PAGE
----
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2007 Florida Keys Mission
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2008 Expedition Team
Florida Keys National Marine Sanctuary

Jeffrey S. AndersonJeffrey S. Anderson
NOAA's Florida Keys National Marine Sanctuary
Survey Team Member

Jeff Anderson is currently a member of NOAA's Florida Keys National Marine Sanctuary's Damage Assessment and Resource Protection (DARP) team stationed in Key Largo, FL. In that role, Jeff specializes in conducting benthic habitat surveys to document injuries to natural resources and to collect data for the long-term monitoring of vessel grounding restoration sites. Additionally, Jeff helps the Sanctuary maintain a network of 35 subsurface water temperature monitoring devices that have been deployed since 1988. Data from that network is available to managers and researchers via NOAA's National Oceanographic Data Center.

In addition to his work with NOAA, Jeff is a freelance underwater photographer and has lived, worked, and dove throughout the southern Atlantic Ocean and Caribbean Sea region. Jeff's feature stories, columns, and photographs have been published in national and international SCUBA diving magazines. He has accumulated over 14 feature story and photography publication credits in Alert Diver magazine, including the April 2001 cover photo and exclusive contributor for the "Creature Feature" column for all 2005 issues.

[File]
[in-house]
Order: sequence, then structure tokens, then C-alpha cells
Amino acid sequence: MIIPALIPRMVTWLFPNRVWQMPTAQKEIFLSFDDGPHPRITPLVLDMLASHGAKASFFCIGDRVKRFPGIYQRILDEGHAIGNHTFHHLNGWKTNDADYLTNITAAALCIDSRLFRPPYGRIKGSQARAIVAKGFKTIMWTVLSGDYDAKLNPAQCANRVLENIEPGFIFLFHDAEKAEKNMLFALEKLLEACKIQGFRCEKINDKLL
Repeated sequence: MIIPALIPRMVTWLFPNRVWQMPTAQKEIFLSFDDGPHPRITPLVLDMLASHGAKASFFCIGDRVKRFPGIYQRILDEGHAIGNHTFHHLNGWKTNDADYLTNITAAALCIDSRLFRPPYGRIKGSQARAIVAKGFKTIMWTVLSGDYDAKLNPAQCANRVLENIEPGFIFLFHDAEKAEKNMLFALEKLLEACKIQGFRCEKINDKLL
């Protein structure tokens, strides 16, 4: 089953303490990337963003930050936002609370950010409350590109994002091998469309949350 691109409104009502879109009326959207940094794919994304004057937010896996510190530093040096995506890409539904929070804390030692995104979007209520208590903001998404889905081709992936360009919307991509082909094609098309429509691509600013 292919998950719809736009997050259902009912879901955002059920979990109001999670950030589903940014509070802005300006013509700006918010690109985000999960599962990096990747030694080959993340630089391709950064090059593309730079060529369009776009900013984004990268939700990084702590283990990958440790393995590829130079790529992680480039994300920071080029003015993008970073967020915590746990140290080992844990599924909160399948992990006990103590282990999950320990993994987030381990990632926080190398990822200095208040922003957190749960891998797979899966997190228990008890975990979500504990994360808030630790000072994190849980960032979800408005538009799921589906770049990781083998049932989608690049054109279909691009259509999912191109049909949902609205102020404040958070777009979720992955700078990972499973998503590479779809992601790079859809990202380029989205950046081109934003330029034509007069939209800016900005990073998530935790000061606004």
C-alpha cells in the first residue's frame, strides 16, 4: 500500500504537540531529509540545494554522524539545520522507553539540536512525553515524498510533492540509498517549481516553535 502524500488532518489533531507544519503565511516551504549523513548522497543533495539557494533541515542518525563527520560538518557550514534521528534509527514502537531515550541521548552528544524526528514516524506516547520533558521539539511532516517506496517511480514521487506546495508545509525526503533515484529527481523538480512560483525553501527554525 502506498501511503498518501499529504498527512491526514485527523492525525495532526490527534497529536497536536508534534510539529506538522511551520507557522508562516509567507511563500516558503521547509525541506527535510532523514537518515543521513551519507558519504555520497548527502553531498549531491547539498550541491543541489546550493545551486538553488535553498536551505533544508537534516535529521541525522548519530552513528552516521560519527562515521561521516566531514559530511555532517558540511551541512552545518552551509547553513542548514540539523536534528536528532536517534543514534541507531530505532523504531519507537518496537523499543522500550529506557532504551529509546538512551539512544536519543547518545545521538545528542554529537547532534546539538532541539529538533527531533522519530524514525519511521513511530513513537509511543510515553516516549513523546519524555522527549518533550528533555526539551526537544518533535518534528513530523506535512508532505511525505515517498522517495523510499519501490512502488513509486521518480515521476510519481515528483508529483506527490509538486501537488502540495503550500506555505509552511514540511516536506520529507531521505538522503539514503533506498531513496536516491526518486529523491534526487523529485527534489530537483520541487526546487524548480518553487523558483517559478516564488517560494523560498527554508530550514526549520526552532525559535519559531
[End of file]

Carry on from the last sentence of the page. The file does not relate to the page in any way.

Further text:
Jeff has been a NOAA Scientific Diver since April 2000 and a PADI Master SCUBA Diver Trainer since October 1997. He holds a Bachelor of Science in Electrical Engineering from the University of Michigan.

Lonny AndersonLonny Anderson
NOAA's Florida Keys National Marine Sanctuary
Survey Team Member

Lonny Anderson moved to the Florida Keys in 1990 to join the Florida Wildlife Research Institute's Queen Conch enhancement program. During his eight years with the Institute, he participated in various research projects including Strombus gigas stock assessment and enhancement (from Miami to the Dry Tortugas) and Caribbean spiny lobster and fish population dynamics. In 1998, Lonny progressed into a full-time marine biologist position at The Keys Marine Laboratory on Long Key. While there, he assisted visiting scientists with their research projects and also held the position of Unit Dive Safety Officer. Over the years at KML, he was invited to participate in the FWRI's Coral Reef Monitoring Program which allowed him to become more familiar with the Florida Keys Reef Track and the various factors that influence coral reef health. Recently, Lonny was hired by NOAA's Florida Keys National Marine Sanctuary as a member of the Damage Assessment and Restoration Team. Much of his time is spent assessing damage cause by vessel groundings, and developing and implementing restoration strategies for these impacts to FKNMS resources. Lonny was invited to participate on this year's Coral Disease Cruise and is excited to learn more about the problems facing coral reefs here in The Florida Keys and do what can be done to communicate these issues to the public.

Geoff CookGeoff Cook
Co-Principal Investigator